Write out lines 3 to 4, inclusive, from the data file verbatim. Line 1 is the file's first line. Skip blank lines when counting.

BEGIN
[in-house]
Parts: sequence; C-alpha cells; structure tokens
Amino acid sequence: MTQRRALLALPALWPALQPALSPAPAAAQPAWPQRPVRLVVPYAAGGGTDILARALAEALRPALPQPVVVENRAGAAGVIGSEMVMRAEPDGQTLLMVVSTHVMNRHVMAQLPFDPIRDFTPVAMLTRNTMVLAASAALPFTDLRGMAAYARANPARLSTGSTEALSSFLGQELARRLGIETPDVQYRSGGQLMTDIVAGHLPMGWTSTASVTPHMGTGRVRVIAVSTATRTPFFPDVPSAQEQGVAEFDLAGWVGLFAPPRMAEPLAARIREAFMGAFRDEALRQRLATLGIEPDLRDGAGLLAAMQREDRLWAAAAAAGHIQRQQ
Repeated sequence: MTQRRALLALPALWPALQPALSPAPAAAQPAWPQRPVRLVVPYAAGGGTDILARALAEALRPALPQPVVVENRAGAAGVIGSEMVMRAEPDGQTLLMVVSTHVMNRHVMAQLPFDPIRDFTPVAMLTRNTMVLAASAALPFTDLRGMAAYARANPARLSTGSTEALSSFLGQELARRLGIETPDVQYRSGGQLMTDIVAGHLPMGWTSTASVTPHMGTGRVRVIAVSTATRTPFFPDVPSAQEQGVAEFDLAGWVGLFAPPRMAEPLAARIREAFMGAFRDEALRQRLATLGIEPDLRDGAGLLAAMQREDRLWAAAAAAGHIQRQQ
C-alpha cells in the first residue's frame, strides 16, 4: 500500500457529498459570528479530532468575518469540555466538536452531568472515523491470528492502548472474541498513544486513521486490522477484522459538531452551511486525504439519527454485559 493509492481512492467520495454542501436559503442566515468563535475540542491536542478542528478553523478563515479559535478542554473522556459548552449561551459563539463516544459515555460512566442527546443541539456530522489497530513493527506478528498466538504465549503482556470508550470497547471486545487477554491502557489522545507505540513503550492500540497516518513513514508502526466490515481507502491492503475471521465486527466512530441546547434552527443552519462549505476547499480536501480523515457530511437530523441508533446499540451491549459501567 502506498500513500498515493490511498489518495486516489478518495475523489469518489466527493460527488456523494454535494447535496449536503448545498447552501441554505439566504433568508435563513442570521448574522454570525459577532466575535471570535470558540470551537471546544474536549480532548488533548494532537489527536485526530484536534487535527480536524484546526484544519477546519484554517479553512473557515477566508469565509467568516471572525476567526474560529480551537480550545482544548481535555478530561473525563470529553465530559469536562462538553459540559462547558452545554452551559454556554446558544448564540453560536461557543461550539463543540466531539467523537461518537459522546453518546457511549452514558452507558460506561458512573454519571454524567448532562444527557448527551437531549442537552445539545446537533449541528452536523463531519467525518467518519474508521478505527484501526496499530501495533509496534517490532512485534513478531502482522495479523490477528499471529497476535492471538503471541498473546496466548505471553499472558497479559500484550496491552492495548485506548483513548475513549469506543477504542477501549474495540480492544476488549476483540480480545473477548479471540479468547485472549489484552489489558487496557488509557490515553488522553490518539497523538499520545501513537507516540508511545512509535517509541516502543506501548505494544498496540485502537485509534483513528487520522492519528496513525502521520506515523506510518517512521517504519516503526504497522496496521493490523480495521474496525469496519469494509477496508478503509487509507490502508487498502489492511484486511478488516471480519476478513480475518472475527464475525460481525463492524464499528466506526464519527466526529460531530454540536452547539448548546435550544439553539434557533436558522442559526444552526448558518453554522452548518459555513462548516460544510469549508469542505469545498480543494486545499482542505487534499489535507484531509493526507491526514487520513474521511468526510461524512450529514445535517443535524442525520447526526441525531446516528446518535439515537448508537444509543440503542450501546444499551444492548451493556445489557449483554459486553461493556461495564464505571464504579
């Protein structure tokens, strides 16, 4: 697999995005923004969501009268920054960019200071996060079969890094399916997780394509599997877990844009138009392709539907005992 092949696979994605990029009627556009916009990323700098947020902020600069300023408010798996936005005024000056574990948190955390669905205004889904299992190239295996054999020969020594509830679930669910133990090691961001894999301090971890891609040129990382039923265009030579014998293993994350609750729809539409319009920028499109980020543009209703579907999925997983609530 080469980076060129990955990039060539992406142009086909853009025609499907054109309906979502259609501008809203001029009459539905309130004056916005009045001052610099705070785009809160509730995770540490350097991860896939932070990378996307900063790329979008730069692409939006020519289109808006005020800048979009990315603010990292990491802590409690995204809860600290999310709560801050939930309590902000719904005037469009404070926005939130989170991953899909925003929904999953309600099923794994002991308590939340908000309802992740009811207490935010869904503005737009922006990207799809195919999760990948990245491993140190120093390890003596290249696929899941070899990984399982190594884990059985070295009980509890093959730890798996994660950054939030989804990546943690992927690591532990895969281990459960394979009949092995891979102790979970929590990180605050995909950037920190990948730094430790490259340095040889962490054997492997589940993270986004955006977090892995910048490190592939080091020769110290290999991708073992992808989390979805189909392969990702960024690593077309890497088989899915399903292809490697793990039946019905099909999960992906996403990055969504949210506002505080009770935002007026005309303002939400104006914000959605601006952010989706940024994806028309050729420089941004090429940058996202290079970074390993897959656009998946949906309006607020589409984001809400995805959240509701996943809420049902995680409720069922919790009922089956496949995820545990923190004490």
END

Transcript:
Amino acid sequence: MTQRRALLALPALWPALQPALSPAPAAAQPAWPQRPVRLVVPYAAGGGTDILARALAEALRPALPQPVVVENRAGAAGVIGSEMVMRAEPDGQTLLMVVSTHVMNRHVMAQLPFDPIRDFTPVAMLTRNTMVLAASAALPFTDLRGMAAYARANPARLSTGSTEALSSFLGQELARRLGIETPDVQYRSGGQLMTDIVAGHLPMGWTSTASVTPHMGTGRVRVIAVSTATRTPFFPDVPSAQEQGVAEFDLAGWVGLFAPPRMAEPLAARIREAFMGAFRDEALRQRLATLGIEPDLRDGAGLLAAMQREDRLWAAAAAAGHIQRQQ
Repeated sequence: MTQRRALLALPALWPALQPALSPAPAAAQPAWPQRPVRLVVPYAAGGGTDILARALAEALRPALPQPVVVENRAGAAGVIGSEMVMRAEPDGQTLLMVVSTHVMNRHVMAQLPFDPIRDFTPVAMLTRNTMVLAASAALPFTDLRGMAAYARANPARLSTGSTEALSSFLGQELARRLGIETPDVQYRSGGQLMTDIVAGHLPMGWTSTASVTPHMGTGRVRVIAVSTATRTPFFPDVPSAQEQGVAEFDLAGWVGLFAPPRMAEPLAARIREAFMGAFRDEALRQRLATLGIEPDLRDGAGLLAAMQREDRLWAAAAAAGHIQRQQ